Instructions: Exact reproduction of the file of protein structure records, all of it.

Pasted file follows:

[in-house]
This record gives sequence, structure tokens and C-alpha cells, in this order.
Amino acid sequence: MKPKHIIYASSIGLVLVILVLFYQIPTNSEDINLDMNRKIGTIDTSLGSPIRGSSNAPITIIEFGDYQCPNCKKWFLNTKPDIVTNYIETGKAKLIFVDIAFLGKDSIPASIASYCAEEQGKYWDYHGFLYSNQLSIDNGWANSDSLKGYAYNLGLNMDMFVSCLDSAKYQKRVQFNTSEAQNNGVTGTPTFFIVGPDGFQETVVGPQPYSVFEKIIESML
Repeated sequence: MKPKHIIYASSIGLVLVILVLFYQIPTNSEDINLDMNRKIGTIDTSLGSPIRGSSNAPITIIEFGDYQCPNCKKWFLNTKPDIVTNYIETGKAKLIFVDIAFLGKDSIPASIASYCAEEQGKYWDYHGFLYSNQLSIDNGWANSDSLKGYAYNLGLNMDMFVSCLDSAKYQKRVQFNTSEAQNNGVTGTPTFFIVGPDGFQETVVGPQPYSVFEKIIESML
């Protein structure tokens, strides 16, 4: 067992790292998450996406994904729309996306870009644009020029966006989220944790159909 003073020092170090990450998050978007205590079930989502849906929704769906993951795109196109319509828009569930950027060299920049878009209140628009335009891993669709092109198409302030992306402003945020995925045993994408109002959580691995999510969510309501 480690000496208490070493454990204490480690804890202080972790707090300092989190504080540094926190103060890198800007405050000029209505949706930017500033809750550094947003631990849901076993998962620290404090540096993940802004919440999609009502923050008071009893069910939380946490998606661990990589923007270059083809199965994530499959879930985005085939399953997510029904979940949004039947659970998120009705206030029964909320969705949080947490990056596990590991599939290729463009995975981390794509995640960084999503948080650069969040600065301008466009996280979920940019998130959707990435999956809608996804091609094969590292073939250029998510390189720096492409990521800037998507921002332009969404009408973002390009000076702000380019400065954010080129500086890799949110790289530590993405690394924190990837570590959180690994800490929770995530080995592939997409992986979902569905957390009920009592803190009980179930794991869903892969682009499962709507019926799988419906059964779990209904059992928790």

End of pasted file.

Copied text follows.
[in-house]
This record gives sequence, structure tokens and C-alpha cells, in this order.
Amino acid sequence: MKPKHIIYASSIGLVLVILVLFYQIPTNSEDINLDMNRKIGTIDTSLGSPIRGSSNAPITIIEFGDYQCPNCKKWFLNTKPDIVTNYIETGKAKLIFVDIAFLGKDSIPASIASYCAEEQGKYWDYHGFLYSNQLSIDNGWANSDSLKGYAYNLGLNMDMFVSCLDSAKYQKRVQFNTSEAQNNGVTGTPTFFIVGPDGFQETVVGPQPYSVFEKIIESML
Repeated sequence: MKPKHIIYASSIGLVLVILVLFYQIPTNSEDINLDMNRKIGTIDTSLGSPIRGSSNAPITIIEFGDYQCPNCKKWFLNTKPDIVTNYIETGKAKLIFVDIAFLGKDSIPASIASYCAEEQGKYWDYHGFLYSNQLSIDNGWANSDSLKGYAYNLGLNMDMFVSCLDSAKYQKRVQFNTSEAQNNGVTGTPTFFIVGPDGFQETVVGPQPYSVFEKIIESML
């Protein structure tokens, strides 16, 4: 067992790292998450996406994904729309996306870009644009020029966006989220944790159909 003073020092170090990450998050978007205590079930989502849906929704769906993951795109196109319509828009569930950027060299920049878009209140628009335009891993669709092109198409302030992306402003945020995925045993994408109002959580691995999510969510309501 480690000496208490070493454990204490480690804890202080972790707090300092989190504080540094926190103060890198800007405050000029209505949706930017500033809750550094947003631990849901076993998962620290404090540096993940802004919440999609009502923050008071009893069910939380946490998606661990990589923007270059083809199965994530499959879930985005085939399953997510029904979940949004039947659970998120009705206030029964909320969705949080947490990056596990590991599939290729463009995975981390794509995640960084999503948080650069969040600065301008466009996280979920940019998130959707990435999956809608996804091609094969590292073939250029998510390189720096492409990521800037998507921002332009969404009408973002390009000076702000380019400065954010080129500086890799949110790289530590993405690394924190990837570590959180690994800490929770995530080995592939997409992986979902569905957390009920009592803190009980179930794991869903892969682009499962709507019926799988419906059964779990209904059992928790």